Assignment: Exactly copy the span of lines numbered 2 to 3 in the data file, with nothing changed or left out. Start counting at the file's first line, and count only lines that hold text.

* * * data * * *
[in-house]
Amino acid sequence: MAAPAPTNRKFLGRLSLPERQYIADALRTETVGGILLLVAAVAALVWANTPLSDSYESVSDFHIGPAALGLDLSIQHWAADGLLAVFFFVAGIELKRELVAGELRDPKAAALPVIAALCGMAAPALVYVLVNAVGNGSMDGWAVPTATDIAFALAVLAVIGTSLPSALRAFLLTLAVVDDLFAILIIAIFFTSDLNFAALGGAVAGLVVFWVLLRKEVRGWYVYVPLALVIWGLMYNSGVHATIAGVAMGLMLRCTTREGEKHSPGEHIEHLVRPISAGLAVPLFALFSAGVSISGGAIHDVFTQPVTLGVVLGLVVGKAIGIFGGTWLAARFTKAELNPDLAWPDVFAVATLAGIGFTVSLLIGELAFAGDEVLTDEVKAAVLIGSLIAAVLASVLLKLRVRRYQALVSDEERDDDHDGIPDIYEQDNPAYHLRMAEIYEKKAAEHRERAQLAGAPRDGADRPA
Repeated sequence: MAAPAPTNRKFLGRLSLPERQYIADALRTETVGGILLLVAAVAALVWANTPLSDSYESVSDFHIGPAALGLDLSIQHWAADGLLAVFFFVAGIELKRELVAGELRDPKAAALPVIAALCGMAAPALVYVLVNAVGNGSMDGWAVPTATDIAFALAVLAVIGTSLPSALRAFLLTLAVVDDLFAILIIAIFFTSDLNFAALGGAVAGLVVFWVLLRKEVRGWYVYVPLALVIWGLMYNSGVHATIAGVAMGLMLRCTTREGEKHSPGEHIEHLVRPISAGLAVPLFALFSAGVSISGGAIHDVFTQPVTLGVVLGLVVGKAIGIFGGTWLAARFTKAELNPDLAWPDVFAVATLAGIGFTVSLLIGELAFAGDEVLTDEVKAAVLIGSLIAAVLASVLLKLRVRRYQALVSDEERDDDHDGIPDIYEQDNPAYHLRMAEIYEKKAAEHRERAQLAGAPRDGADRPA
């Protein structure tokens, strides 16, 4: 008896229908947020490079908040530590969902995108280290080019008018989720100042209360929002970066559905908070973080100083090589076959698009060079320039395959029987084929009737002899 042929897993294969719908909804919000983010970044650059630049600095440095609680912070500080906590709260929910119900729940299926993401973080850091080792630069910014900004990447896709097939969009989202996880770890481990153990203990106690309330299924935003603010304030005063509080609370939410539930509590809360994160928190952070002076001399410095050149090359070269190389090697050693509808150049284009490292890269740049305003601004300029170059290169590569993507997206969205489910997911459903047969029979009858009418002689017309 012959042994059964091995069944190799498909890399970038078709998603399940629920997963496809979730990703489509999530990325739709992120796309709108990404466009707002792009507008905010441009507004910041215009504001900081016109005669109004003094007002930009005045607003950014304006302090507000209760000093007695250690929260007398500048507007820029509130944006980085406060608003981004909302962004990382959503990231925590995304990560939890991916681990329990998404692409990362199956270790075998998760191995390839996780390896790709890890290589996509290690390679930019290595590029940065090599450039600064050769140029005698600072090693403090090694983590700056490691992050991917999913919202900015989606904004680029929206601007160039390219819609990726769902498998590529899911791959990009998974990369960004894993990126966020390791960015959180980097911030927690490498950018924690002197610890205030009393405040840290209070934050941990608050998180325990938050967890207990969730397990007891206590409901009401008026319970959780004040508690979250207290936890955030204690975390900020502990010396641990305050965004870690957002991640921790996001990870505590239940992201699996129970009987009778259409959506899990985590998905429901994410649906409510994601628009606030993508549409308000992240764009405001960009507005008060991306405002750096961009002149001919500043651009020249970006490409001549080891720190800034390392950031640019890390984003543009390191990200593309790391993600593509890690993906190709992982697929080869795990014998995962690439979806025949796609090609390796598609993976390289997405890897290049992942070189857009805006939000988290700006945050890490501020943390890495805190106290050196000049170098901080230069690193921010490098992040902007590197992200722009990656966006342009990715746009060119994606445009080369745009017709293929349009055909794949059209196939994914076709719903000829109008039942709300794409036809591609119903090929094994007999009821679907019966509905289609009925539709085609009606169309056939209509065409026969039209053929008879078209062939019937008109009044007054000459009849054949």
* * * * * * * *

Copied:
Amino acid sequence: MAAPAPTNRKFLGRLSLPERQYIADALRTETVGGILLLVAAVAALVWANTPLSDSYESVSDFHIGPAALGLDLSIQHWAADGLLAVFFFVAGIELKRELVAGELRDPKAAALPVIAALCGMAAPALVYVLVNAVGNGSMDGWAVPTATDIAFALAVLAVIGTSLPSALRAFLLTLAVVDDLFAILIIAIFFTSDLNFAALGGAVAGLVVFWVLLRKEVRGWYVYVPLALVIWGLMYNSGVHATIAGVAMGLMLRCTTREGEKHSPGEHIEHLVRPISAGLAVPLFALFSAGVSISGGAIHDVFTQPVTLGVVLGLVVGKAIGIFGGTWLAARFTKAELNPDLAWPDVFAVATLAGIGFTVSLLIGELAFAGDEVLTDEVKAAVLIGSLIAAVLASVLLKLRVRRYQALVSDEERDDDHDGIPDIYEQDNPAYHLRMAEIYEKKAAEHRERAQLAGAPRDGADRPA
Repeated sequence: MAAPAPTNRKFLGRLSLPERQYIADALRTETVGGILLLVAAVAALVWANTPLSDSYESVSDFHIGPAALGLDLSIQHWAADGLLAVFFFVAGIELKRELVAGELRDPKAAALPVIAALCGMAAPALVYVLVNAVGNGSMDGWAVPTATDIAFALAVLAVIGTSLPSALRAFLLTLAVVDDLFAILIIAIFFTSDLNFAALGGAVAGLVVFWVLLRKEVRGWYVYVPLALVIWGLMYNSGVHATIAGVAMGLMLRCTTREGEKHSPGEHIEHLVRPISAGLAVPLFALFSAGVSISGGAIHDVFTQPVTLGVVLGLVVGKAIGIFGGTWLAARFTKAELNPDLAWPDVFAVATLAGIGFTVSLLIGELAFAGDEVLTDEVKAAVLIGSLIAAVLASVLLKLRVRRYQALVSDEERDDDHDGIPDIYEQDNPAYHLRMAEIYEKKAAEHRERAQLAGAPRDGADRPA